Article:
Community's generosity speaks volumes on impact of struggling Lenox bookstore
LENOX — His shop remains closed to customer traffic, but standing outside the independent bookstore he has owned since 1976, Matt Tannenbaum was much in demand.
One by one, passersby took a moment to greet him and share well-wishes. After all, one said, Lenox wouldn't be the same without The Bookstore.
And judging by the outpouring of financial support — over $65,000 was raised in less than two days — Tannenbaum has received from the community this week, that shop isn't going anywhere.
"Oh my goodness! I am overwhelmed by the support," Tannenbaum posted on the GoFundMe page that he launched Tuesday. "Thank you everyone. So sweet ... I am speechless."
Tannenbaum, 74, set a fundraising goal of $60,000 — the amount he said he needed to stay afloat as the COVID-19 pandemic drags into its sixth month. He picked the target because he felt it was achievable and he didn't want to make it too high, adding that his losses so far this year already exceed that amount.
"If you want me to continue, I am going to need your help," he wrote in his campaign appeal. "The challenge is real and it is immediate."
So far, more than 550 donors have answered the call, well exceeding his initial goal.
Interviewed in front of his store Wednesday afternoon, Tannenbaum said he intends to leave the campaign open-ended in order to help pay down debt.
The store and its Get Lit wine bar have been closed since mid-March, except for curbside pickup revenue from preordered books, which falls far short of daily expenses, including rent, insurance, payroll, utilities and the other costs of doing business.
The store's $5,500 share of the government's Paycheck Protection Program in April was consumed swiftly by employee payroll and utility costs, he told The Eagle.
At some point, he plans to keep the business all in the family by eventually turning it over to his daughter Shawnee, 34, while he stays on as a helping hand.
Tannenbaum got the idea for the fundraiser from business friends, including Daniel Osman, owner of the legendary, quirky Dream Away Lodge in Becket.
"I realized that if I didn't get this money, I wasn't going to make it," Tannenbaum said. "The situation was really dire."
Up to now, reopening the store just didn't feel safe, he said, either for himself or on behalf of his customers. But, with community transmission remaining fairly low in the Berkshires, he is more hopeful.
"I'd like to reopen," he said, "and now with a little breathing room, I can think about it."
Over the years, the quaint bookshop on Housatonic Street has served as a community center and gathering space, hosting frequent author events and poetry readings.
"I've always been undercapitalized," Tannenbaum acknowledged, "and always basically in debt. So, this could be a golden thing for me, and maybe I'll get out of debt and be in a better position."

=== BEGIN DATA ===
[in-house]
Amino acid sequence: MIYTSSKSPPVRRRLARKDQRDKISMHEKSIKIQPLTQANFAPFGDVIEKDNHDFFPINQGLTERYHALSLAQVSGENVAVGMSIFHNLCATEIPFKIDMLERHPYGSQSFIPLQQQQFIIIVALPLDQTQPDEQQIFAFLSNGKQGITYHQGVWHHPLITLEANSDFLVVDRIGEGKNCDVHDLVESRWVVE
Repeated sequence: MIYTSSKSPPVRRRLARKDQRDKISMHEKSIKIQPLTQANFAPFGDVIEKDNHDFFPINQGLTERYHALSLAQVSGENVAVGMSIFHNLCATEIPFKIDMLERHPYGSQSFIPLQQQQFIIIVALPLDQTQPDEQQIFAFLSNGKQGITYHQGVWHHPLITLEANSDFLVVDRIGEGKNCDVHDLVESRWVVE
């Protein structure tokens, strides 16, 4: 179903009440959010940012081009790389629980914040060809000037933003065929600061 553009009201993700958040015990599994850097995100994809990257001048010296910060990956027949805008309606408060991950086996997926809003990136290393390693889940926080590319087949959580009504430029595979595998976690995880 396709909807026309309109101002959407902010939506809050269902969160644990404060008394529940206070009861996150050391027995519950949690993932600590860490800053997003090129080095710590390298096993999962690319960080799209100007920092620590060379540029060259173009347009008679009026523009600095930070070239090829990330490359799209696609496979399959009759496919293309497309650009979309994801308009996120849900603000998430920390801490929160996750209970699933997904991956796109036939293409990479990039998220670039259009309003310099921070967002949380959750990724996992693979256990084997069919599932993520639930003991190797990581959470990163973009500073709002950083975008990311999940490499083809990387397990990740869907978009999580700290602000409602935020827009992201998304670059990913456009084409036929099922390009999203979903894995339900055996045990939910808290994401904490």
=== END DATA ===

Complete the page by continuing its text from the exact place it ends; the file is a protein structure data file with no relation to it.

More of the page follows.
Referencing his hands-on, front-desk guidance for generations of book lovers, Tannenbaum recalled that "in the old days I might have sold books to your parents or grandparents. Today, I'm selling them, curbside, to you, to your children and grandchildren."
"As busy as we are every day — and yes, we are thankful we're busy — the fact is this: Business is down, way down," he said. "Sales each week are what they used to be each day."
Independent booksellers — they were an endangered species a decade ago because of competition from chains like Barnes & Noble, the internet commerce juggernaut Amazon and the lure of electronic books — had bounced back before the pandemic struck.
The American Booksellers Association, representing independent owners, recently reported that only 10 of the nation's 2,500 stores had closed permanently because of the pandemic. Before the coronavirus, the association reported gains in net revenue for 2019, despite a slight downtick in overall sales volume.
A different story
In West Stockbridge, longtime bookseller Eric Wilska, the owner of Shaker Mill Books, said his business has managed to thrive despite the pandemic.
Wilska, who sold The Bookloft in Great Barrington four years ago, after 42 years of ownership, and continued to stock rare books at the Shaker Mill shop, now offers a mix of 95 percent used and 5 percent new volumes.
"We're very fortunate; we've had a very strong, robust internet presence," he said in a phone interview. He has 9,000 books listed on alibris.com and abe.com.
Nevertheless, Wilska stressed, he depends on walk-ins for 70 percent of his business, which reopened July 6 with limited hours daily, except Wednesday. Since the pandemic surged in March, he has been selling the same number of books to half the number of customers — or to put it another way, half as many people are buying just as many books.
At the same time, his internet sales have spiked by 30 percent.
With the help of $7,500 from the Paycheck Protection Program, Wilska was able to retain his veteran part-time employee.
"No question we are fine and we're going to be fine," he said. "It's very gratifying; people are very respectful and so happy to come in. They're book people, and they want to be buying books again."
Tannenbaum, acknowledging that COVID-19 "is more formidable than anything we've ever faced," pointed out that his predecessor, David Silverstein, started The Bookstore on a shoestring with a small loan from a family friend.
"That was 54 years ago," he wrote in his appeal. "I took over 10 years later, and with your help, your devotion, and your commitment, we have made The Bookstore into an institution worthy of its reputation. It's yours as much as it is mine. None of us would even want to imagine it no longer being here."
Clarence Fanto can be reached at firstname.lastname@example.org, on Twitter @BE_cfanto or at 413-637-2551.
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